Santa Ana hits a record 106, more heat coming this weekend

If you’re an Inland Orange County resident looking to escape the heat this weekend with a trip to the beach, you may want to save yourself the bumper-to-bumper drive.

The heat wave that led to 100-degree-plus temperatures in some Orange County cities Friday will abate slightly this weekend, but even beach cities are expecting higher-than-usual temperatures.

The high-pressure system centering over central California ratcheted up dry heat Friday. In fact, several Orange County cities broke 100 degrees and one broke a record, too.

Santa Ana recorded 106 degrees, shattering Santa Ana’s record of 102 set in 1988, said Brandt Maxwell of the National Weather Service. Yorba Linda and Lake Forest also reached 106, but no records were broken in those cities.

Fullerton and Anaheim reached 105 and 104 degrees, respectively. Even coastal Huntington Beach reached 100, Maxwell said. It was cooler at the San Clemente Pier, which hit 82.

While Santa Ana winds were mercifully absent, ocean breezes have been squelched so beach cities are expecting higher than usual temperatures as well as the weekend crowds they inevitably bring.

“We have all the elements: surf, heat, warm water, crowds,” Newport Beach lifeguard battalion chief Brent Jacobsen said Friday. “When you have all those contributing factors, we really have to take a look at what we’re preparing for.”

The department has been gearing up and will have a rescue boat, 10 patrol units and 15 lifeguard towers active at the city’s beaches. On a typical day, there would usually be about one tower at each popular site.

There were many more people on the beach Friday than he expected for this time of year, Jacobsen said.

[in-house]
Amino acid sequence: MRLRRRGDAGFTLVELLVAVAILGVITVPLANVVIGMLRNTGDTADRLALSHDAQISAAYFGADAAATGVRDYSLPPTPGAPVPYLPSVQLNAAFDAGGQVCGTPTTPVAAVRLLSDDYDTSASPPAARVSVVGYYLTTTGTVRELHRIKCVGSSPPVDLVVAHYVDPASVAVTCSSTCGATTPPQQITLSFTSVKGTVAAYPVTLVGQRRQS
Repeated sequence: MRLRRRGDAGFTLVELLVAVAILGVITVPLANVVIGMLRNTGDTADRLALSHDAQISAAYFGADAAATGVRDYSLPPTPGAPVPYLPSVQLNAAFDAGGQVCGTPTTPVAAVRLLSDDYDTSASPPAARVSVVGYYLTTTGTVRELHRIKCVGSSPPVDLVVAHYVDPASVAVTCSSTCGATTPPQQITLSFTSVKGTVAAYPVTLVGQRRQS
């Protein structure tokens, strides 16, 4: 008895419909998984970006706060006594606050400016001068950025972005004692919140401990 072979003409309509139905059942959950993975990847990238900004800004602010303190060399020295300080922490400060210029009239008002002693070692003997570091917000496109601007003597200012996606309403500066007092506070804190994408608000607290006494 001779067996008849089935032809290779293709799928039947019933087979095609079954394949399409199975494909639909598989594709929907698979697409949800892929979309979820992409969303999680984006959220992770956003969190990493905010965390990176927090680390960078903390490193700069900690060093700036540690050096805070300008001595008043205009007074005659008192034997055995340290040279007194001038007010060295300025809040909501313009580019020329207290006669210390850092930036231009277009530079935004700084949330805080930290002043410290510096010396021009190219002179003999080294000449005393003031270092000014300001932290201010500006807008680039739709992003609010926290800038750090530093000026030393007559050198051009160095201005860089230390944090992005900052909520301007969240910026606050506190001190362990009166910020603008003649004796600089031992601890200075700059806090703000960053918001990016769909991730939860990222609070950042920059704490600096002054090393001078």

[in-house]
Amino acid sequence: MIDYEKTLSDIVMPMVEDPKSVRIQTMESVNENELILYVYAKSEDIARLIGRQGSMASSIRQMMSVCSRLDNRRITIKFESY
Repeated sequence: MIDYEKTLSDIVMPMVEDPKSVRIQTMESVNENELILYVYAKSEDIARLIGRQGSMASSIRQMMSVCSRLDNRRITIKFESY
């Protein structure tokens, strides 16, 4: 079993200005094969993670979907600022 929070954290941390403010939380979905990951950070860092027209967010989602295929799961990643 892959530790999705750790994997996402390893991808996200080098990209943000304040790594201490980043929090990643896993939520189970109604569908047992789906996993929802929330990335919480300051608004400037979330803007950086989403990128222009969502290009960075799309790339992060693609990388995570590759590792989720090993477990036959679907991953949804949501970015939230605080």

“A lot of people were playing hooky.”

On Saturday, the beaches are expected to reach to the upper 80s, inland areas may still get to 100 degrees and the Santa Ana mountains will be anywhere from the mid- to upper 90s, said meteorologist Tina Stall of the National Weather Service. Sunday is expected to be slightly cooler but only by a three- to five-degree difference.

Stall said that while numbers are much higher than last year on these dates — the upper 70s — high heat is not strange for October.

“There was a heat wave during the first week of October last year so it’s not unheard of,” Stall said.

Real heat relief won’t arrive until Monday, forecasters said. A gradual cooling will knock temperatures down to the mid-80s the first half of the week.

After that? Showers are possible as early as Wednesday, as the remnants of a Baja storm circle north. This won’t be like Monday’s and Tuesday’s cool showers from up north, either, with temperatures likely to stay in the mid-80s.

Jacobsen noted another concern: surf is projected to hit as high as 6 feet in some places.

And, he warned beach-goers, be mindful of rip currents. The highest surf and strongest rip currents will be along South County beaches, according to forecasters. The National Weather Service has issued a beach hazard advisory for rip tides through Sunday night.

To get out of a rip current, authorities say to swim parallel to the beach.

As for the heat, stay hydrated, wear loose clothing and take breaks from being out in the sun.

Staff Writer Louis Casiano Jr. contributed to this report.

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